Ryan Alford [00:38:45] So any perspective on Valiant? You've heard of that game? I mean, is it sort of following the four night model? It's such an interesting, someone, that's making a lot of money with the thinking through the economies of these things. Let's start at eighty dollars. No, let's just give them all away and sell dances and content and everything else and make even more money that whole free to play sort of model that is crazy. 

Magnus Leppäniemi [00:39:18] I mean it is that free to play all of this that has been the most successful because if you, if you pay sixty nine dollars for a game, you're not you're not paying any more because you're fat. You think you're the pay and you don't, you're not supposed to pay any more. But the thing is, you get a game for free and then you're buying, as I said, this game, the balance is the t-shirt and now you're spending a thousand dollars or two thousand dollars for that because it's all those mindsets. And it's only five bucks, five bucks or five bucks is like twenty bucks that per day then for a whole year you're in there. So I think for them it's a smart move and it doesn't cost anything to create this new t-shirt or skin or dance. Going to be a small cost for doing that. But as I said, people love that. And then you create some awareness around it and they make some part of that limited and all that. Then you get the prices up. Look to go in on the skins, what are the weapons where some value at twenty five cent to somebody to twenty five thousand dollars. Yeah. This is the same skin. What's the difference there? But it's like it's somebody, it's only five out there, it's rare and then it's cool and all that. So I think that's where they actually get the money. That's a moneymaker for them looking at the value. And I think that's going to grow. I think I haven't really. And that's where maybe I need to invest a little even more. How are they going to do that? Or they're building the same way as they did with legal legends having to deal with serious building that up or the guy actually going to use third party tournament organizations to run Cisco, maybe they haven't. Maybe they have decided. Maybe they haven't. I haven't seen that. But I think it's interesting. But I wish I was. I would say that the Valiant campaign has been one of the best things done for launching a new game, of course, prior to the biggest one of the biggest players in the industry. And they can have the power to do that. Some people were going crazy about getting those because hanging watching people play that game, that was I mean, look at the numbers they racked up for their first week there to get in there. They were crushing huge numbers. So it was crazy. But I think that was a really good campaign. A smart move must have to spend that much. I mean, of course, they got to spend some money to influence the playing game. That's right, guys. But it's been worth a lot to them. So a great launch campaign for them. Yeah. I'm looking forward to seeing what they're going to do within the sport. And I know there's a lot of teams that have started to pick up building their own teams to be there. So it's going, it's coming. They're going to see if they can compete with Cisco. I mean, because that's I think that's the one the nearest competitor for now. So we'll see.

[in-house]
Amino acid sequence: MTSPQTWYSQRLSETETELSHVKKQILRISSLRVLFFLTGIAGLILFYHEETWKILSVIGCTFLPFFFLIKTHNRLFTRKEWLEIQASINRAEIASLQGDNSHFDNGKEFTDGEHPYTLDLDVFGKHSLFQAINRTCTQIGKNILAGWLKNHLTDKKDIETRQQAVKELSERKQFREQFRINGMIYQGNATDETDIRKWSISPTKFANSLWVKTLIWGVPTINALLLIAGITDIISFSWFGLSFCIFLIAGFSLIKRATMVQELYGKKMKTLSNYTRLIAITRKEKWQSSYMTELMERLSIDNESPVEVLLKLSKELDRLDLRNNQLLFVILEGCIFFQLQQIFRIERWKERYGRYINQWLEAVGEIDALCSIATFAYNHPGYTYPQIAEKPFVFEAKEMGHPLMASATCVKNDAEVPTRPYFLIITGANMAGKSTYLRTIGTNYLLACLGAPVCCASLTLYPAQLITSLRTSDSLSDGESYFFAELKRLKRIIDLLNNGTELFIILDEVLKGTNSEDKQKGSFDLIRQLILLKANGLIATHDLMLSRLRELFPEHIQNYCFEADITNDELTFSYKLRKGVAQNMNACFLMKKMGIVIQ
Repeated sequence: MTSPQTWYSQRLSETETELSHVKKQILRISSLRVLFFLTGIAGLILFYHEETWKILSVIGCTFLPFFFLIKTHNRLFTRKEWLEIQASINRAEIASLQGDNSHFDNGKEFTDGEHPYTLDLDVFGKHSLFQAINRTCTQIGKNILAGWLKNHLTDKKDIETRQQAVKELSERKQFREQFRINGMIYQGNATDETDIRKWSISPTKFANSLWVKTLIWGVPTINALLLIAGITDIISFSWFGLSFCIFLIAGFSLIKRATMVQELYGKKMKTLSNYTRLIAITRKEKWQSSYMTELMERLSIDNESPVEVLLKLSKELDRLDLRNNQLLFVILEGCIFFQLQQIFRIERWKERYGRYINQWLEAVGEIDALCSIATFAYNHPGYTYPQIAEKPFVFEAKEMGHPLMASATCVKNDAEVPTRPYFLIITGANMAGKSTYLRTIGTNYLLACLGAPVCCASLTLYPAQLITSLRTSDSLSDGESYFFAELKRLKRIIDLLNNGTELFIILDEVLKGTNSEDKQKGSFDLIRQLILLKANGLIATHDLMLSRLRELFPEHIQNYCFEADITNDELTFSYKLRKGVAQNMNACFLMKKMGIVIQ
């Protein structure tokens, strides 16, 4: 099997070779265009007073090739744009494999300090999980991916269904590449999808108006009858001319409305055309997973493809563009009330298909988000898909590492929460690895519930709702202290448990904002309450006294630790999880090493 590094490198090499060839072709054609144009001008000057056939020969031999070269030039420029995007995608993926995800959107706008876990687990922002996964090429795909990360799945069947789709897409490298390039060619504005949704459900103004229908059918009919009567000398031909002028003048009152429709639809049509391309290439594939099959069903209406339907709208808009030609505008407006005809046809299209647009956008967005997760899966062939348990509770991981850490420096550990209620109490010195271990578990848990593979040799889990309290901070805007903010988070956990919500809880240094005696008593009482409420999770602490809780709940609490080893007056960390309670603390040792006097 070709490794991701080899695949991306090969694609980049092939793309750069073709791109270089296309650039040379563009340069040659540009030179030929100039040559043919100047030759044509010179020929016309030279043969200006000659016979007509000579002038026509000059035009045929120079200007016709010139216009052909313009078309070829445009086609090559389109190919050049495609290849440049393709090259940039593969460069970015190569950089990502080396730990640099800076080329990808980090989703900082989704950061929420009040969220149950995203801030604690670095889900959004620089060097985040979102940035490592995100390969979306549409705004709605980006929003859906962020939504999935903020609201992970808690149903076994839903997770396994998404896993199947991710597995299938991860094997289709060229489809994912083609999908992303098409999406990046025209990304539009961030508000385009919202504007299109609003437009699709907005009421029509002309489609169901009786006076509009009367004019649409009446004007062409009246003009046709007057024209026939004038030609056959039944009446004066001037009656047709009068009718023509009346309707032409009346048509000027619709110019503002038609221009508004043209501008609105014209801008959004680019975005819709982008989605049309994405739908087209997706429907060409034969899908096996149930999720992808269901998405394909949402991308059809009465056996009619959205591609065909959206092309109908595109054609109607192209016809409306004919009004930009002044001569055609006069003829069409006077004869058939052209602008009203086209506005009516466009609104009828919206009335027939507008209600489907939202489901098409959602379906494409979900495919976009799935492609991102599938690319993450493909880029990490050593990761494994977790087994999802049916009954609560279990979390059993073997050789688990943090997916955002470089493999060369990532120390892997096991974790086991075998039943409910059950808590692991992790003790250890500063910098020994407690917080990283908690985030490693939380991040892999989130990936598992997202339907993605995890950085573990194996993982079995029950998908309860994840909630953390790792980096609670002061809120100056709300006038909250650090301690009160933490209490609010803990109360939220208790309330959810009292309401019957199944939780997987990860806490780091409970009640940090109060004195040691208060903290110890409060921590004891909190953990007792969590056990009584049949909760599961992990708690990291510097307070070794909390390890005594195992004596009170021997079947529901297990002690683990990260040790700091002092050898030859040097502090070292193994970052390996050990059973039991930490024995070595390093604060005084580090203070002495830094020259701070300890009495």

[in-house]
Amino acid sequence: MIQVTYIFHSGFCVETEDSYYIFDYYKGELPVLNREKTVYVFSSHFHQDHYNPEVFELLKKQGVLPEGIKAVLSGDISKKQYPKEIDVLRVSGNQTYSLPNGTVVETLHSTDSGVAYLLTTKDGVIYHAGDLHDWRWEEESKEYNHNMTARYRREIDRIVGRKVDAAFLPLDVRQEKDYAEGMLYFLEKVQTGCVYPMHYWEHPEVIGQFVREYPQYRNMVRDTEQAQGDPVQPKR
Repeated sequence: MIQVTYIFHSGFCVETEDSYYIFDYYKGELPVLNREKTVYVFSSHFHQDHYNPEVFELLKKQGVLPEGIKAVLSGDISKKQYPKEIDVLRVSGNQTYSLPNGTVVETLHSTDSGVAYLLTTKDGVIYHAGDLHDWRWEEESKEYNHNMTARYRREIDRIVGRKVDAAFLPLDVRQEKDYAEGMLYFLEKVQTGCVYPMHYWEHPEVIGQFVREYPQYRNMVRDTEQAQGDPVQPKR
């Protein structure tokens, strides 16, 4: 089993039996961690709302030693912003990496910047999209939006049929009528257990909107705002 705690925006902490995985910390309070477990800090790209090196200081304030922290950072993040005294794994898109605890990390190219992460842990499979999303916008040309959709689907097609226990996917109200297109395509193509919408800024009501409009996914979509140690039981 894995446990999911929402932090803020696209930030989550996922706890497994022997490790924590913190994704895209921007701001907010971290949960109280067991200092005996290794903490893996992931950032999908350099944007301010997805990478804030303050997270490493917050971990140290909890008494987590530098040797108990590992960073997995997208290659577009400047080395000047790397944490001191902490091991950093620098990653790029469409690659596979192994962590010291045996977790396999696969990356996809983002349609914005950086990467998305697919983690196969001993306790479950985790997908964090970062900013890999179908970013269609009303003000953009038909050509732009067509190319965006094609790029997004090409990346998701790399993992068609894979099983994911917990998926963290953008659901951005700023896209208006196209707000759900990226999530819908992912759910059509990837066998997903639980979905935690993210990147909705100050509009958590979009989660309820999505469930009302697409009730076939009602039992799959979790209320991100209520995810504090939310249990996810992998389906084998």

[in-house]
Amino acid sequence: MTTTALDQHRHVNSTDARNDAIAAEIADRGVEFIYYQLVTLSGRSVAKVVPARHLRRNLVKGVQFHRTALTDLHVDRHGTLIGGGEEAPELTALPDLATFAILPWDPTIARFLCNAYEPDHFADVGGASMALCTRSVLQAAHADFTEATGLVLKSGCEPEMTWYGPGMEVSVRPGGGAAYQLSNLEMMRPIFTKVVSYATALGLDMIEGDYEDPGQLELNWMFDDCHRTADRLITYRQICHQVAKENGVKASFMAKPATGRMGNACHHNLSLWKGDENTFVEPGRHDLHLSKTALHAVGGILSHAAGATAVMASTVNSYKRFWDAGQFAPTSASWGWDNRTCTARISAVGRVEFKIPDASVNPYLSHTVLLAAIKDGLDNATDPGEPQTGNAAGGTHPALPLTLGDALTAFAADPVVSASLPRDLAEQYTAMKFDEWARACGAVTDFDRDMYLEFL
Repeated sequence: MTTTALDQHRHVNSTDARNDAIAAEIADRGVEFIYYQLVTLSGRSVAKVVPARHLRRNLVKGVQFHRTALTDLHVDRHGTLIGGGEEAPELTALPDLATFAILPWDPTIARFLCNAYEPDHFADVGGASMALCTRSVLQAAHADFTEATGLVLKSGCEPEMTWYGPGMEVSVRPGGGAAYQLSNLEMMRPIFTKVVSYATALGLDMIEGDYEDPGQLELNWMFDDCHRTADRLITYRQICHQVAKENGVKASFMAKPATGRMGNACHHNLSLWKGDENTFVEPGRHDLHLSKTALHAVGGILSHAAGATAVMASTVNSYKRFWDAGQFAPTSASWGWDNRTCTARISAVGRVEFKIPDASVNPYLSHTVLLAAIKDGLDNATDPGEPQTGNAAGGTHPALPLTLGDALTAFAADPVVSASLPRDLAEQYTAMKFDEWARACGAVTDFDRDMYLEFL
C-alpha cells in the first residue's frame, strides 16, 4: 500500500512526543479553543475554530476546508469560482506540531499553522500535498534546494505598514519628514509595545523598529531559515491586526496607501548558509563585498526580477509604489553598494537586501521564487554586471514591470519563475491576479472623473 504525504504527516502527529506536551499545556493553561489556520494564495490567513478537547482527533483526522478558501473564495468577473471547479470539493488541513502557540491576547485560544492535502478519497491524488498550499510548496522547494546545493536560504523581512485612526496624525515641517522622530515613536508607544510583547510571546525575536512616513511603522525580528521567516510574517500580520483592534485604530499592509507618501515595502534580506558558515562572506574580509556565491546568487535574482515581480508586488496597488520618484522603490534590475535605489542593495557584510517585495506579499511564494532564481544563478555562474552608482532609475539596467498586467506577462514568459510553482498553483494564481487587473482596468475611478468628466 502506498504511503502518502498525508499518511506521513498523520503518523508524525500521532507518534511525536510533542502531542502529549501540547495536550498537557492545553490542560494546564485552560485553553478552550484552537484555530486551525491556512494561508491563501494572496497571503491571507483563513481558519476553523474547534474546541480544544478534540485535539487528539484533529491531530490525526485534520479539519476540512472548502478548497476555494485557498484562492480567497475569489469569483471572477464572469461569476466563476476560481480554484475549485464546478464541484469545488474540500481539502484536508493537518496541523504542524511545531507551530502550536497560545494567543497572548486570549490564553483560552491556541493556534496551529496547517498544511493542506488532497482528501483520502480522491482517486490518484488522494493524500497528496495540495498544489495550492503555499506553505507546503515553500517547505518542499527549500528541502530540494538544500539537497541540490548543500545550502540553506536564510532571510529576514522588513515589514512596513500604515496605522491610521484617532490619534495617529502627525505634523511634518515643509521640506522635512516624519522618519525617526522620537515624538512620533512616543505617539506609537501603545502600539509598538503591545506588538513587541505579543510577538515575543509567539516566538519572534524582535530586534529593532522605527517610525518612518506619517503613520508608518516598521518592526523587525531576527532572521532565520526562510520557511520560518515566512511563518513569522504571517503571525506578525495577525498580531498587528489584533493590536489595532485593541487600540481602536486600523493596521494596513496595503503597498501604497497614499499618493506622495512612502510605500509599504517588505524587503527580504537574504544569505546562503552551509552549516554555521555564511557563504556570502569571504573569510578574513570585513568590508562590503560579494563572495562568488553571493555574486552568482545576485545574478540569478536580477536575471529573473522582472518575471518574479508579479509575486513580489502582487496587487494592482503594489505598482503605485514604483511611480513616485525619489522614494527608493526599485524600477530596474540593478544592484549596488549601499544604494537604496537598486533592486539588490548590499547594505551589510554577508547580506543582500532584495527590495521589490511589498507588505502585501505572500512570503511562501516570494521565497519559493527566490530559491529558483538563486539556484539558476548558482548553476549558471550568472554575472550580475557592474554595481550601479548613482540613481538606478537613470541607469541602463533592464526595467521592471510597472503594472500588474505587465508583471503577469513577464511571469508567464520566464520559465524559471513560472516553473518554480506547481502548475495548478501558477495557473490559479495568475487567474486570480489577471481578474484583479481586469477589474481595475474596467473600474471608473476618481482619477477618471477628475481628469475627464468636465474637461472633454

Ryan Alford [00:41:58] Where's it all going? I mean in some ways it's like I said, I've known about it for a long time. I have friends in the business, but in some ways it still feels so nascent. As an industry what's the crystal ball say? 

Magnus Leppäniemi [00:42:24] Isn't that a good thing for this industry? It goes so fast and you don't know where it's going, even if you go. When I started in 2013, 2014, 2013 DREAM Act, I mean Pobjie fortnights. That wasn't even a genre there. Nobody heard about the real gang a couple of years later. I could get fortnights. Biggest game. I would say one of the biggest games it runs contrary to. It's sort of more social, it's more a game and a social platform. Yeah, I think that's a cool thing to be in. This is you don't know where it's going. The only thing it's going to be is growing. It's going to be bigger and it's going to become new new ideas, new new things to test. And that's what I like being this, because the difference between 2013 and 2020 is huge. I mean, so many things happening and looking at that and entering into sports and I think prior to their first event and then find the DREAM Act summer, I don't know if they were twenty or nine, twenty, twenty nine or something like that. It was like a hundred square meter booth. And like a year ago they did, they sold out the whole Beijing Olympic Stadium Bird's Nest there. I mean, that's huge. That's funny. I don't know. Forty or fifty thousand people coming around compared to the DREAM Act that have maybe 40, 50 people. And it's only I guess maybe there's ten years between point A and B there saying. So that's where I think it's hard to say where we are in a crystal ball. I think we would see more games. We've seen more formats. It's not just a PC console. We actually see mobile. I think that's going to be something that really grows and coming big here. 

Ryan Alford [00:44:05] I will leave you with a secret code zero zero seven three seven three five nine six three. I think that's right. That's coming straight off memory. This wasn't planned. That is the code to go straight to Mike Tyson and Mike Tyson's punch out on Nintendo. I remember it since my childhood. Kind of like up, up, down, down, left, right, left, right. B a staffer. What game contra is it? They want to go straight to Mike Tyson's punch out on Mike Tyson. Anyone listening, go to that code. You probably could Google it and find any way, but that's straight from memory from when I was a ten year old and got my first Nintendo and literally beat Mike Tyson the first night because I played twelve hours straight and that was me. Between that Legend of Zelda, it was dangerous. 

Magnus Leppäniemi [00:44:57] Isn't crazy all the memories you have of playing great games and what it gives to you and all the fun and joy you had. Because I was also mentioning when I was a company called Permeation when Xbox 360 came out, we started playing Rainbow Rainbow six siege. We spent so many hours, the people just went home, had been with a family and eight o'clock to midnight, everybody's family. Good bye. See you sitting there with your first online playing that game and people shouting and telling you can't or you can throw a flash bang in my face. I'm coming back to that. Had so much fun that we played a crease and then Modern Warfare came out with even more on that one. But it's great that it creates memories and it creates friends. You can hang with them. And now you're having friends all over the world going to games or using these services or playing games with grace, as I said. And the next generation is looking at fortnight. Look at that. Trevor Scott, you're going to get in the game, as I said, and then you have the number go there. And it's not that many years between those things. I mean, maybe maybe twenty. 

Ryan Alford [00:46:11] Well, Magnus, man, really appreciate you coming on the Radcast. And let's do it again, maybe in another 6 to 12 months. Love to get you back on. Talk more about where things are going with the gambling side and just really appreciate your perspective. 

Magnus Leppäniemi [00:46:27] Let's do that. I think if you a 6 to 12 months, I think we're going to be with the group. We're going to be a lot of progress, a lot of things happening. I mean, we have a lot of things in the pipeline. So really looking forward to coming back within six months to talk to you again. And thanks for having me. It was an awesome time. 

Ryan Alford [00:46:44] Thanks so much. Magnus.

Magnus Leppäniemi

VP of Marketing / Head of Esports at Esports Entertainment Group.